Government Funding Cannot Save Journalism

Government Funding Cannot Save Journalism

Government Funding Cannot Save Journalism

David Carr calls the idea that good watchdog media can be funded by the government "frankly preposterous."


In a conversation with The Nation‘s John Nichols and others about new models for journalism, New York Times media critic David Carr argues vigorously that government funding and subsidies can’t save journalism. "I don’t view government as either dependable, as efficacious and as capable." Carr supports this statement by explaining that today’s public models of journalism, like PBS and NPR, receive only about 20 percent of their budget from government funding. Additionally, other areas funded by the government, such as public schools, hospitals and infrastructure, lack money. Carr advocates for a hybrid model which would combine citizen funding with support from the private and charitable sectors.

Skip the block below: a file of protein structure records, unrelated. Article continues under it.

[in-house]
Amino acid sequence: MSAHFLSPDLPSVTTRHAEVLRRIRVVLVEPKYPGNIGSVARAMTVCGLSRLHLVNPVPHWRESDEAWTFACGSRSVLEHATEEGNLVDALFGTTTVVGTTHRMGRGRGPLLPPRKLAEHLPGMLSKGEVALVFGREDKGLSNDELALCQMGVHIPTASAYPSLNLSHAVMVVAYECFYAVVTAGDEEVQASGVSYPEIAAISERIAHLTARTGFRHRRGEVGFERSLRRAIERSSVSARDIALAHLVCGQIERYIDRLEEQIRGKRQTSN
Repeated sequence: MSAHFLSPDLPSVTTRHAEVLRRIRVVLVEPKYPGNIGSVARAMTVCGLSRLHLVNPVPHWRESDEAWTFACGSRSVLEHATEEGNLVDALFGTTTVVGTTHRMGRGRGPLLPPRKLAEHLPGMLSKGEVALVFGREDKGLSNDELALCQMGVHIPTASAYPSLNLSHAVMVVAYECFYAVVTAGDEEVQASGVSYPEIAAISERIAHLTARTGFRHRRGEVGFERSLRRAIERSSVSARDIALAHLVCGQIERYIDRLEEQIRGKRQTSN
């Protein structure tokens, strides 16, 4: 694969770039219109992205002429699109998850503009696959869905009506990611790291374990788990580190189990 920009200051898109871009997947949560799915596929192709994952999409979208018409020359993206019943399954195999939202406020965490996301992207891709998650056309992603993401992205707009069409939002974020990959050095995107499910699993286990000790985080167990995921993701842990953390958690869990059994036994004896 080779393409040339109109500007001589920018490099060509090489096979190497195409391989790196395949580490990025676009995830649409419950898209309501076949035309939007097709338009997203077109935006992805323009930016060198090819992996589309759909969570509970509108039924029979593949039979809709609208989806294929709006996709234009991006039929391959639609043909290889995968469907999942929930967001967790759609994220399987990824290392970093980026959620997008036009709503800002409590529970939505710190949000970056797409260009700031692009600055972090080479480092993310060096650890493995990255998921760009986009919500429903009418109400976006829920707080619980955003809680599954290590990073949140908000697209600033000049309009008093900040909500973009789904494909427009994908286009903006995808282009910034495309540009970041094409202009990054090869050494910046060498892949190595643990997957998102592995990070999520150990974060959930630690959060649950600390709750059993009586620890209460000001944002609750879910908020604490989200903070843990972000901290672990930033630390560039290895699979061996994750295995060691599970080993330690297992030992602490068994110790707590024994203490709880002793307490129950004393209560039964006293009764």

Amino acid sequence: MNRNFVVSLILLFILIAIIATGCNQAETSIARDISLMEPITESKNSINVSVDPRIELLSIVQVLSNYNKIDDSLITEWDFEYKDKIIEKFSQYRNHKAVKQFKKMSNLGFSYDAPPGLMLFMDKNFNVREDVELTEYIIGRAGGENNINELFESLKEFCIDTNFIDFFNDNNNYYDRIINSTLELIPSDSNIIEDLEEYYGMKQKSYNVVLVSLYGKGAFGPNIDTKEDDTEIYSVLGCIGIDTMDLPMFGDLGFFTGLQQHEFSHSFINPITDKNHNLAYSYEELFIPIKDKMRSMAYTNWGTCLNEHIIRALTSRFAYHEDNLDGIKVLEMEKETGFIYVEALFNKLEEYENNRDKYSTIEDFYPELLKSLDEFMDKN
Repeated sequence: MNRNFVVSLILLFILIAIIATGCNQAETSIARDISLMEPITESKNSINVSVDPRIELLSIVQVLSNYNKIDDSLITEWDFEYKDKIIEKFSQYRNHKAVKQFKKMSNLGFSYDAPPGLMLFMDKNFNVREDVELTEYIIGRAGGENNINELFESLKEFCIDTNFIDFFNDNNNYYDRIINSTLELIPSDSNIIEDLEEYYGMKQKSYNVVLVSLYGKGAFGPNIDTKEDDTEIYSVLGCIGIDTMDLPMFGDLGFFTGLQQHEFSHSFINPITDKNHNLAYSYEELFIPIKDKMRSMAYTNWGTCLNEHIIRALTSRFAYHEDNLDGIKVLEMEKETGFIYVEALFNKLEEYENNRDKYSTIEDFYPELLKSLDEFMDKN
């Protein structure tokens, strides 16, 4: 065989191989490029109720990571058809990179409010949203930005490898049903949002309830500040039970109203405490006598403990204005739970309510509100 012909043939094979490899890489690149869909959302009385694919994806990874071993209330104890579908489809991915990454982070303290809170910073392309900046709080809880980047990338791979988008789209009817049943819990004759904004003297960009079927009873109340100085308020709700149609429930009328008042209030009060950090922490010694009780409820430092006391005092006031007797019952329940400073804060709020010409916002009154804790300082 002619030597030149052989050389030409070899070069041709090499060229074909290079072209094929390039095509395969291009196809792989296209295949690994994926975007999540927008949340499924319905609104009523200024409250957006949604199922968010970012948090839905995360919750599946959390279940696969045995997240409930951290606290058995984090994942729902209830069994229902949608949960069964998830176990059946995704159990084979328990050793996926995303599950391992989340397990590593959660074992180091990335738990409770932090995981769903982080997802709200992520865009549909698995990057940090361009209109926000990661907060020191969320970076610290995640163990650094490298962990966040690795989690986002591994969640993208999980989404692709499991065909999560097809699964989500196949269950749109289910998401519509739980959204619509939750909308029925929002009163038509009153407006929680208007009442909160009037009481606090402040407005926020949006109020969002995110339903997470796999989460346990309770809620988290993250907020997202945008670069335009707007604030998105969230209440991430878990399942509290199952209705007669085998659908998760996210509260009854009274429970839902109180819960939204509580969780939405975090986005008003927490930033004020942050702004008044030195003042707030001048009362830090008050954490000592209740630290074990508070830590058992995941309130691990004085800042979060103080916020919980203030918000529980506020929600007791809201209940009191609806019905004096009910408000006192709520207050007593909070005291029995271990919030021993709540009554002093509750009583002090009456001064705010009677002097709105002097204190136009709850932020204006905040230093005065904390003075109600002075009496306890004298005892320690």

He also argues that Nichols and McChesney, in their book The Death and Life of American Journalism, underestimate journalism’s "green shoots," new models that, although in their infancy, could provide real solutions to the current failings of American journalism. "You can make the argument…it’s not enough, but that’s not how change occurs," Carr argues. "You don’t flip the switch…and walk into a bright future."

–Morgan Ashenfelter

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